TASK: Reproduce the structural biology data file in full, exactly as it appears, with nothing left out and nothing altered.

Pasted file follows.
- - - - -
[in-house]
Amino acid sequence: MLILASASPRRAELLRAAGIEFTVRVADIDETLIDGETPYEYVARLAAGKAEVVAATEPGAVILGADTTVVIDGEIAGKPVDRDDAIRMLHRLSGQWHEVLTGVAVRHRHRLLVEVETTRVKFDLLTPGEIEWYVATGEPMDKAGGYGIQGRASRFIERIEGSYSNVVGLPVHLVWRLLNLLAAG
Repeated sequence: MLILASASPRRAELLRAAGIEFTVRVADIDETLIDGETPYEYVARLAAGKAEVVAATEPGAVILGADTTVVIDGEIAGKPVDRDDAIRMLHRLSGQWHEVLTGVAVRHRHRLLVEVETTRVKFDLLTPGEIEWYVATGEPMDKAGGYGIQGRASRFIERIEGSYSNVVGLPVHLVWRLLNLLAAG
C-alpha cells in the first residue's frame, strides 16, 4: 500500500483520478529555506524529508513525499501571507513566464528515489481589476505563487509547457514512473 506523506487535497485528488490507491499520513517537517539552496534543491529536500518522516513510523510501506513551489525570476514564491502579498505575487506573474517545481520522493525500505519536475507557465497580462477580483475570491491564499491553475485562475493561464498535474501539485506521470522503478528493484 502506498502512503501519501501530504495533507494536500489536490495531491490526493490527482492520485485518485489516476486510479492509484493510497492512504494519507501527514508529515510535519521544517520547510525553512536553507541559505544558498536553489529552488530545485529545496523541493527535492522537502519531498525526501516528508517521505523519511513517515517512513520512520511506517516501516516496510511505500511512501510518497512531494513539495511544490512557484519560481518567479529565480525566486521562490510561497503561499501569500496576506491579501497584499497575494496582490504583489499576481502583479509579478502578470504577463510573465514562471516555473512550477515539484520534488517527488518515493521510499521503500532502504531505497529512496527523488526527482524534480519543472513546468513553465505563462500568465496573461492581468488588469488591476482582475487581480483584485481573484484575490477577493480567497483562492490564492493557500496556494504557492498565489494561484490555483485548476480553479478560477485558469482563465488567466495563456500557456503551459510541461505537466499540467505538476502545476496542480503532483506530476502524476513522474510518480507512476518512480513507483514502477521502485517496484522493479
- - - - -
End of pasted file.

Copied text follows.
[in-house]
Amino acid sequence: MLILASASPRRAELLRAAGIEFTVRVADIDETLIDGETPYEYVARLAAGKAEVVAATEPGAVILGADTTVVIDGEIAGKPVDRDDAIRMLHRLSGQWHEVLTGVAVRHRHRLLVEVETTRVKFDLLTPGEIEWYVATGEPMDKAGGYGIQGRASRFIERIEGSYSNVVGLPVHLVWRLLNLLAAG
Repeated sequence: MLILASASPRRAELLRAAGIEFTVRVADIDETLIDGETPYEYVARLAAGKAEVVAATEPGAVILGADTTVVIDGEIAGKPVDRDDAIRMLHRLSGQWHEVLTGVAVRHRHRLLVEVETTRVKFDLLTPGEIEWYVATGEPMDKAGGYGIQGRASRFIERIEGSYSNVVGLPVHLVWRLLNLLAAG
C-alpha cells in the first residue's frame, strides 16, 4: 500500500483520478529555506524529508513525499501571507513566464528515489481589476505563487509547457514512473 506523506487535497485528488490507491499520513517537517539552496534543491529536500518522516513510523510501506513551489525570476514564491502579498505575487506573474517545481520522493525500505519536475507557465497580462477580483475570491491564499491553475485562475493561464498535474501539485506521470522503478528493484 502506498502512503501519501501530504495533507494536500489536490495531491490526493490527482492520485485518485489516476486510479492509484493510497492512504494519507501527514508529515510535519521544517520547510525553512536553507541559505544558498536553489529552488530545485529545496523541493527535492522537502519531498525526501516528508517521505523519511513517515517512513520512520511506517516501516516496510511505500511512501510518497512531494513539495511544490512557484519560481518567479529565480525566486521562490510561497503561499501569500496576506491579501497584499497575494496582490504583489499576481502583479509579478502578470504577463510573465514562471516555473512550477515539484520534488517527488518515493521510499521503500532502504531505497529512496527523488526527482524534480519543472513546468513553465505563462500568465496573461492581468488588469488591476482582475487581480483584485481573484484575490477577493480567497483562492490564492493557500496556494504557492498565489494561484490555483485548476480553479478560477485558469482563465488567466495563456500557456503551459510541461505537466499540467505538476502545476496542480503532483506530476502524476513522474510518480507512476518512480513507483514502477521502485517496484522493479